Let me tell you something.


I could tell you some things about my father. I could tell you he tells me how it seemed as though flowers fell from my mouth when I talked to him as a child. I could tell you how he tells me I’ve had his heart since I was born. I could tell you he likes to wonder out loud in front of me, in all seriousness, “what did you do to me? why do i love you so much?” I could tell you he lectures me about life a lot. I could tell you I read him my poetry, and his reaction to it makes me feel as though any other audience doesn’t matter. I could tell you a myriad of things. I could tell you that. But there’s really only one story you need to know about my father.

Weak and lying on a hospital bed, the nurse came in to change his sheets. He looked at her and said, “I can do this. Tend to the patients that need you more.” I swear, the world must have stopped for her. It did for me. I watched. I watched as her features softened, as she drew breath, as her weary face changed in to one of utmost love for a stranger. She regained her composure and went to fix the bed anyways, but my father got up and fought with her. She left, argument lost but with her shoulders feeling a little less heavy than when she came in, I imagine.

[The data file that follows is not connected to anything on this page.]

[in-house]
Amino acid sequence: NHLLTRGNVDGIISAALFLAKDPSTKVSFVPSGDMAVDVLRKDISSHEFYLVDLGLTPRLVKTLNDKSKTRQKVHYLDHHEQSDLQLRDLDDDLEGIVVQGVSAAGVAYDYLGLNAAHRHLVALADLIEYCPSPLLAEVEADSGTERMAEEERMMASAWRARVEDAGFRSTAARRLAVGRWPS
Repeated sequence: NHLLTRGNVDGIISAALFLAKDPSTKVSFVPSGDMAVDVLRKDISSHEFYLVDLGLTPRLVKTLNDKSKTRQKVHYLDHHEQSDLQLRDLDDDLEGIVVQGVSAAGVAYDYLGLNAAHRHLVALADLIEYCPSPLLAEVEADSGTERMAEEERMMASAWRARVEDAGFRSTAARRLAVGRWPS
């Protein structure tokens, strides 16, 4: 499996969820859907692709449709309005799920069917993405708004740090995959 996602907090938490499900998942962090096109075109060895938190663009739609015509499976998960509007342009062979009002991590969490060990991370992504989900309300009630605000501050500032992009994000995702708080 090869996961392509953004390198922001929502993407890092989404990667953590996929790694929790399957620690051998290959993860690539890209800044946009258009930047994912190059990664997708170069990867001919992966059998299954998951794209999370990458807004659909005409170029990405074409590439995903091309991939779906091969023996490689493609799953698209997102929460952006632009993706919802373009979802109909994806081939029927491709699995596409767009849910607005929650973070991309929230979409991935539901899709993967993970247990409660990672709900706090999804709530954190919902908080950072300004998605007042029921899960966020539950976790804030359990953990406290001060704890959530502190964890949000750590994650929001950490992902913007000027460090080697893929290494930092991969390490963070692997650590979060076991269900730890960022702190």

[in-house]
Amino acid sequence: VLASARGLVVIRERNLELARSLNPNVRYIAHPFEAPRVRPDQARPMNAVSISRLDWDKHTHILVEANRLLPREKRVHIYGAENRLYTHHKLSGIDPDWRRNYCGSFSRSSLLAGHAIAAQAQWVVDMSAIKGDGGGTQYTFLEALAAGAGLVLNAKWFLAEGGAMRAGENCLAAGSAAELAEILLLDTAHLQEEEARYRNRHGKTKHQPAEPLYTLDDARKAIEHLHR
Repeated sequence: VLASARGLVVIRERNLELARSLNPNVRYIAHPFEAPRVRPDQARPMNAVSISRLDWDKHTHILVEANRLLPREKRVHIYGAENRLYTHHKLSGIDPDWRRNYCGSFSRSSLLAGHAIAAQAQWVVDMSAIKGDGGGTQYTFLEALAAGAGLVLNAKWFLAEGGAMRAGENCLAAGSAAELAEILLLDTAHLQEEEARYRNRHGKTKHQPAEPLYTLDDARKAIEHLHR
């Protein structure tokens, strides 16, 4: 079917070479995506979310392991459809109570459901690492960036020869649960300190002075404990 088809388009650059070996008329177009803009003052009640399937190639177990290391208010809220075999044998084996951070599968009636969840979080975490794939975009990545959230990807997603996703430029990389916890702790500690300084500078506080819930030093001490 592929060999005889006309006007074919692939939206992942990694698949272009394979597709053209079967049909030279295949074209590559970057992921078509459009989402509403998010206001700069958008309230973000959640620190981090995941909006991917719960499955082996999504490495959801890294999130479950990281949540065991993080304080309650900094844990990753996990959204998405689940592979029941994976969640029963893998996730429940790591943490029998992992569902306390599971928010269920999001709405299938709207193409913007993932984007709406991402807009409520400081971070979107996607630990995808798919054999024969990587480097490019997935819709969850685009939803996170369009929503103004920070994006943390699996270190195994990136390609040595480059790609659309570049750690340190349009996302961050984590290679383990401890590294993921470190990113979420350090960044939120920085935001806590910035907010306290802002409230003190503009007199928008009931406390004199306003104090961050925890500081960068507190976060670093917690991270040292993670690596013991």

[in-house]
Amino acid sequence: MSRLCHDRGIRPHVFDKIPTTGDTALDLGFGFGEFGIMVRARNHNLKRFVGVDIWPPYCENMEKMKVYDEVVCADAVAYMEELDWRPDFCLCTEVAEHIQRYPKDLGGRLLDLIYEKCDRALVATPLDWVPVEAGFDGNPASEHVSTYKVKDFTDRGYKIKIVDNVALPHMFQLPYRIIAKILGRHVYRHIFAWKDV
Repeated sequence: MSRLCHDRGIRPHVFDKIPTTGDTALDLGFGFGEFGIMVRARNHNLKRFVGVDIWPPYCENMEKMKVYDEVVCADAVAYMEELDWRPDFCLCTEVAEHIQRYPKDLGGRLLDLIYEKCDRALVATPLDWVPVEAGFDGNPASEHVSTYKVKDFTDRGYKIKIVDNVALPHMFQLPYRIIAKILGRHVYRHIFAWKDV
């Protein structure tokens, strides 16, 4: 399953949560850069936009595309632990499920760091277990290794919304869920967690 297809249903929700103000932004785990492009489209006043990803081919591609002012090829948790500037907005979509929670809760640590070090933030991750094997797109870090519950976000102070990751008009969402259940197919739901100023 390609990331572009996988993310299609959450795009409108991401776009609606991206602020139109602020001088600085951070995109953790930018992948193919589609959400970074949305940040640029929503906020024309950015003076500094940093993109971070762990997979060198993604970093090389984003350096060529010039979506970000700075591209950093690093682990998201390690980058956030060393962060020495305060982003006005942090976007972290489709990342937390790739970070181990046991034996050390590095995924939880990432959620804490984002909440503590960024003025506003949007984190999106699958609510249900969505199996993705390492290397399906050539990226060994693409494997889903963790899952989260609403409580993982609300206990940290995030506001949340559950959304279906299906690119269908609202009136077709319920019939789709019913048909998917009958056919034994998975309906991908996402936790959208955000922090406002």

I’ve seen this story repeat itself many times. A different character to make an appearance every story, but the reaction always remains the same. The same look that seeks out words that are never enough. I never tire of it.

I don’t think my words will ever do him justice, but I try and will continue to nonetheless. I love you, dad. I hope the way I look at you conveys it, even if my words can’t.

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